Prior to taking to the water, boaters are encouraged to go to http://uscgboating.org/ for more complete information on safe boating. The Coast Guard also highly recommends boaters get a free vessel-safety inspection from the Coast Guard Auxiliary. More information on these inspections can be found at http://www.vesselsafetycheck.org/. A few minutes now could save a life later.
Current weather information and advisories can be found on the National Weather Service website. http://www.nws.noaa.gov/om/marine/zone/west/mtrmz.htm
Obtain a copy of the “rules of the road” about how to handle your boat in harbors or at sea be sure you understand all navigation signs, signals and lights, especially fowl weather warnings or warnings about dangerous bar crossings.
4. Licenses and Regulations Booklets -- Always make sure you have your license and current regulations with you when you are going fishing. Seems simple but many forget one or both and have the dilemma of fishing without the license ( illegal) or not fishing at all and taking a chance of not knowing and guessing what, if any, size, method of take or limit restrictions a body of water may have. Keep a copy of regulations in your vehicle, boat, vest, tackle bags and boxes so you always have a copy handy. It will save you money in the long run plus the regulations are free at most dealers that sell bait and /or tackle. Hang your license where you can’t miss it and keep a checklist to insure you don’t forget it. – Gary Heffley, Anderson, reporter
4. Boat Drain Plugs -- Remember to check your boat’s drain plug before launching. Make sure it is in place and screwed in tightly. The proverbial “fire drill” at the ramp of someone who forgot to put it in is often funny but can ruin an outing or result in costly repairs if not caught soon enough.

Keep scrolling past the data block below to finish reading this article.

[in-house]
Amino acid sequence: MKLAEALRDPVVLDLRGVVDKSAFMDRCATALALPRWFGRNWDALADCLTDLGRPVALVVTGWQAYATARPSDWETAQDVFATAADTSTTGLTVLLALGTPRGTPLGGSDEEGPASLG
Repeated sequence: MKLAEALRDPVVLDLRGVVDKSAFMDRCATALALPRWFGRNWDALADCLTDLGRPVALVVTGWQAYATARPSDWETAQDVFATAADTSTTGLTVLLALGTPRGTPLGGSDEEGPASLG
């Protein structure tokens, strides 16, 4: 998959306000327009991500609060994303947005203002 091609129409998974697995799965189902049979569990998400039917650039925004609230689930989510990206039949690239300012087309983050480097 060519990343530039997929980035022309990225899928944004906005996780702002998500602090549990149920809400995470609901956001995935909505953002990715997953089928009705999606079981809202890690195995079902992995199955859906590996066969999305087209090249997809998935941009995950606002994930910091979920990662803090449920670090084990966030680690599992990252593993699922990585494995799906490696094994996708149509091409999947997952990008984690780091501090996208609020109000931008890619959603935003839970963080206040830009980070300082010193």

Develop a pattern that forces you to check your drain plug; e.g. make it part of a checklist for launching such as removing transom savers, trailer tie downs, winch and safety hooks and checking depth finder sensors.
When you remove a drain plug always store in the same place or in the same manner so you won’t forget to put it back in or can find it quickly.
Some boats give the angler access to the drain plug from inside. In that case perhaps you can develop a way to hook your drain plug to your boat through the drain plug hole with a small but sturdy key chain, wire or cord. That way, if you forget to check the drain plug perhaps you will be able to pull it back into the hole from inside your boat or reach over the back of the transom and put it back in before your boat has taken on much water. Always carry a spare drain plug or two in your boat tool box or tackle box. Then, if you lose your plug, the day won’t be ruined. – Frank Galusha, Editor
5. Avoiding Monofilament Snarls
Now for a fairly valuable tip for those of us who use spinning tackle and often suffer from loops becoming tangles in the reel. I overheard Tim Brady at Dragonfly Outfitters in Weaverville offer this advice to a customer who was asking about spinning reels. Although I had heard this years ago I had forgotten this tip and was not able to help my nephews when they were encountering the loop / tangle issue on our recent trip.
When casting a spinning reel use your fingers to manually close the bail bar instead of using the reel to do it by engaging the reel by turning the handle. This will all but eliminate the loops. This can save snagged lures, missed fish and time spent dealing with line knots and tangles. – Gary Heffley, reporter
6. Carry portable radios and GPS units if at sea
You may think you have a communications link when you don’t! A dead boat battery may leave you without a way to reach the Coast Guard on VHF Marine Channel 16, so try carrying a small battery-powered, hand-held Marine Radio and a GPS such as you might use while hiking. A hand-held radio may not reach out far enough to make contact with the Coast Guard but since many vessels are required to monitor Channel 16, a nearby ship may hear your distress call. Also, a portable GPS allows you to give your position – an absolutely vital piece of information if the Coast Guard, including helicopters, or any other rescue vessel is to know exactly where you are in the ocean. Needless to say, make sure you have spare batteries on hand for such portable devices. Note: Marine Radios and VHF receivers have channels for weather reports. -- Frank Galusha, Editor